Photographing the Women of British Art

Liliane Lijn, “Time Is Change” (1968), Letraset on painted truncated cork cone, motorized turntable, diameter: 54 x 25 cm, Tate Collection, London, photo: Richard Wilding, 2014 (image courtesy the artist and Rodeo, London)


. . . by framing artists inside their studios and homes, Magnus ensures that the presiding spirit of Illuminating Women is Virginia Woolf, whose famous avowal A Room of One’s Own (1928) confronts how centuries of sexism have silenced talented women while arguing that a woman’s genius requires untrammeled privacy in order to realize itself.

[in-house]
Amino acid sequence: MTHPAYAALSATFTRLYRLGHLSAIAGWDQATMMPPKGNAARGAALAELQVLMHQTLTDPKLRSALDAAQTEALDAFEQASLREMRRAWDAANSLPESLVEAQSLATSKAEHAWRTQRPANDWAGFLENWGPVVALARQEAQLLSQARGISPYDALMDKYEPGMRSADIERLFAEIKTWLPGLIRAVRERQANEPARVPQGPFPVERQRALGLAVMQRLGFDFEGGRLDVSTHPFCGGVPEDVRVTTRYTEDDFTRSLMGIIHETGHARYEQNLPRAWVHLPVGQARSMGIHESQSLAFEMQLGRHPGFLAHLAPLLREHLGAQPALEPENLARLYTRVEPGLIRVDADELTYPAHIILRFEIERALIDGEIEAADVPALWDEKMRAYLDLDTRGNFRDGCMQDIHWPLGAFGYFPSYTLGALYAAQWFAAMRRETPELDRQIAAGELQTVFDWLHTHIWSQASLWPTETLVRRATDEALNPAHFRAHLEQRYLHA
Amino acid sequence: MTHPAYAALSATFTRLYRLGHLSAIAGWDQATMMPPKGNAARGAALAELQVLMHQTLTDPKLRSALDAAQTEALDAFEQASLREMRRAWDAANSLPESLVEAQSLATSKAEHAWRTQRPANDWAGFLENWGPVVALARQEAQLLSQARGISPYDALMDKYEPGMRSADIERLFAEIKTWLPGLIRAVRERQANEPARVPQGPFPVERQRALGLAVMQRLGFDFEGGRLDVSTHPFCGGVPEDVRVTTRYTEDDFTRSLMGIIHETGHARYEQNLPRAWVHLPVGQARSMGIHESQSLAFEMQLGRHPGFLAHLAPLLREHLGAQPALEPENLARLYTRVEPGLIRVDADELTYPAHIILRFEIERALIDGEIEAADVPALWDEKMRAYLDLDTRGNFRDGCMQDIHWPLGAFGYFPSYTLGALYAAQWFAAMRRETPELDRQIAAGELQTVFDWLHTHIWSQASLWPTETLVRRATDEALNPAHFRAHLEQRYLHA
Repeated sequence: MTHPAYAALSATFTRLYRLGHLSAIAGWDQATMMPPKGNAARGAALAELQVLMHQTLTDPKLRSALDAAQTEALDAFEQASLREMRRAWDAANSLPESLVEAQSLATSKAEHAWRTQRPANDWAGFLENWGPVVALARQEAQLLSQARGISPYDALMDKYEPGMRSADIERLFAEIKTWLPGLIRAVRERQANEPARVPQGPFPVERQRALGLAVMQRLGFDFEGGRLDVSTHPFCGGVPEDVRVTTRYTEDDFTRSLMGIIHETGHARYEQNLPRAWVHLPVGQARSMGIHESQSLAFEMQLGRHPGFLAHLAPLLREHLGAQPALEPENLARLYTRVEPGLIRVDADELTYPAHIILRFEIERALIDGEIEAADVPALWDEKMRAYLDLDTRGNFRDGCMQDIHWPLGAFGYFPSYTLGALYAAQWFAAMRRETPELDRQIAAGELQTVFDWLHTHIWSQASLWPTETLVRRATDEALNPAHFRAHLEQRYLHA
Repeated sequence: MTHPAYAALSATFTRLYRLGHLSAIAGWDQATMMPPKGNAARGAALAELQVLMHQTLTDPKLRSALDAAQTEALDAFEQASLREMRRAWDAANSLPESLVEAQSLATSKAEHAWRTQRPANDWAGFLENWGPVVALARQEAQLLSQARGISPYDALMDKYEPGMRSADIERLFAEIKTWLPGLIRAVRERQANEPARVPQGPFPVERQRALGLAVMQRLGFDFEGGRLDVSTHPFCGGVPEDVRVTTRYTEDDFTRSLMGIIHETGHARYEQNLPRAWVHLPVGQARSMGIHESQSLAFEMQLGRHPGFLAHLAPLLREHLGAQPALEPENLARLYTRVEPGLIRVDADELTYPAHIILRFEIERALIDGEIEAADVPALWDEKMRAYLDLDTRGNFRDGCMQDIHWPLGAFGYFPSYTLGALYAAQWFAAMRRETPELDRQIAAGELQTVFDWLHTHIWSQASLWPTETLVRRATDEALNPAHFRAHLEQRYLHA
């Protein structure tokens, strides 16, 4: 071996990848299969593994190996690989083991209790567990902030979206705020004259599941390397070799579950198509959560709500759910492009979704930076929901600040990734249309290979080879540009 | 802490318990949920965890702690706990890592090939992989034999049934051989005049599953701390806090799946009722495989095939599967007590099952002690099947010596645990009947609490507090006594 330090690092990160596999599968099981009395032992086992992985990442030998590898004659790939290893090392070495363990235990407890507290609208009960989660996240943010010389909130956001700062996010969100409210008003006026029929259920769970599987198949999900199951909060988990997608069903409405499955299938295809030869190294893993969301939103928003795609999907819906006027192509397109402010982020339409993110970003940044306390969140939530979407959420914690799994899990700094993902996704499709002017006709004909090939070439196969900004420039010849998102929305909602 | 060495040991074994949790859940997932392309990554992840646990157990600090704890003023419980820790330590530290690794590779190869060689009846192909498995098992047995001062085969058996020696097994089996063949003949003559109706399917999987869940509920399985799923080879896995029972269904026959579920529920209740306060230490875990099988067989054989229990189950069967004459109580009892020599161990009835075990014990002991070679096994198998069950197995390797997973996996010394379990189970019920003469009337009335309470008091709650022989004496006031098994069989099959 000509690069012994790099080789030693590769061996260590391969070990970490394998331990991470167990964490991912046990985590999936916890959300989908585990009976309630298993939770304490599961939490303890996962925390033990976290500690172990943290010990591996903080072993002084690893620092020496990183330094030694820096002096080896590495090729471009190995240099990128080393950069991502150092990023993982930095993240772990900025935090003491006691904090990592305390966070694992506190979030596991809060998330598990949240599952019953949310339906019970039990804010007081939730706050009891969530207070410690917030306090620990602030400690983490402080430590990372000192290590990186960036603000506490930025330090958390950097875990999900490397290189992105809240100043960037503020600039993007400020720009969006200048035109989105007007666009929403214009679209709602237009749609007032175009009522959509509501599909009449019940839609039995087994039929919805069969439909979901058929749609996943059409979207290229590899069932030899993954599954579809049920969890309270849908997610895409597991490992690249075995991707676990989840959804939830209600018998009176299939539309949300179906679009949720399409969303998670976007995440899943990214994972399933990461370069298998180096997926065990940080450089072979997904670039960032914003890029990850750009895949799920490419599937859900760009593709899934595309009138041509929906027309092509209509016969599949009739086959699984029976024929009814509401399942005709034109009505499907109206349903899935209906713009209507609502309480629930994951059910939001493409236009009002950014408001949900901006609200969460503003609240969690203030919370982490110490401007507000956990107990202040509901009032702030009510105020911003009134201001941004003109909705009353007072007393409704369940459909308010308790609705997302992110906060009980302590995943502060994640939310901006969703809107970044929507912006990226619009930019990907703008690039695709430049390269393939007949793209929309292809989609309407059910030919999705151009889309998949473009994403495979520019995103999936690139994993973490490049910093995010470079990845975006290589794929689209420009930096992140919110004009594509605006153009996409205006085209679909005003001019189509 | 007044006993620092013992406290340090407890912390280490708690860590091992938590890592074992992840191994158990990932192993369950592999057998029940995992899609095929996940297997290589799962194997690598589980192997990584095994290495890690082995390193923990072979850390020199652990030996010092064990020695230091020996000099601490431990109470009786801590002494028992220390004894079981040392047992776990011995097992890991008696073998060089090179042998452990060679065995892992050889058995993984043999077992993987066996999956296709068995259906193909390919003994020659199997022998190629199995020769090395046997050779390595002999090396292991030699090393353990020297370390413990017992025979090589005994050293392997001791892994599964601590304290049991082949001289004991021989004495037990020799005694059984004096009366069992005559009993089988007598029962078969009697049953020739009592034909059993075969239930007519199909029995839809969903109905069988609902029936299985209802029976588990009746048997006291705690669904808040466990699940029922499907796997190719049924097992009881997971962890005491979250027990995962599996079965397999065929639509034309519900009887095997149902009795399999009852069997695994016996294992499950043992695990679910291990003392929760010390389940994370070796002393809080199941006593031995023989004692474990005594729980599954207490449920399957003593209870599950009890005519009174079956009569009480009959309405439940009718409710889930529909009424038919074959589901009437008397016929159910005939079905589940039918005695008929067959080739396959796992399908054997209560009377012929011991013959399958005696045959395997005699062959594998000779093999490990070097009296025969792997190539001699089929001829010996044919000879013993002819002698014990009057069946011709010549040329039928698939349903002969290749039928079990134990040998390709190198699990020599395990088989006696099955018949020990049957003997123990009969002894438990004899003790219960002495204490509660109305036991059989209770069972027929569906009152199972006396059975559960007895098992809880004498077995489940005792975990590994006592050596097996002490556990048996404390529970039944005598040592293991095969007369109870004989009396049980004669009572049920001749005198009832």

To Woolf, the “room of one’s own” is not just an existential necessity; it’s an economic one. Having herself inherited an annual stipend from a wealthy aunt, Woolf reckons that a talented woman needs “five hundred [pounds] a year and a room with a lock” in order to create. The money bestows on women “the power to contemplate” while the locked room grants “the power to think for oneself”; both produce space where a woman can be in the creative zone, a condition that Woolf calls “incandescent.”


Mayotte Magnus’s Illuminating Women features stage actors, novelists, artists, editors, and publishers whose breakthroughs coincided with the Feminist movement of the 1970s.

Source: Photographing the Women of British Art

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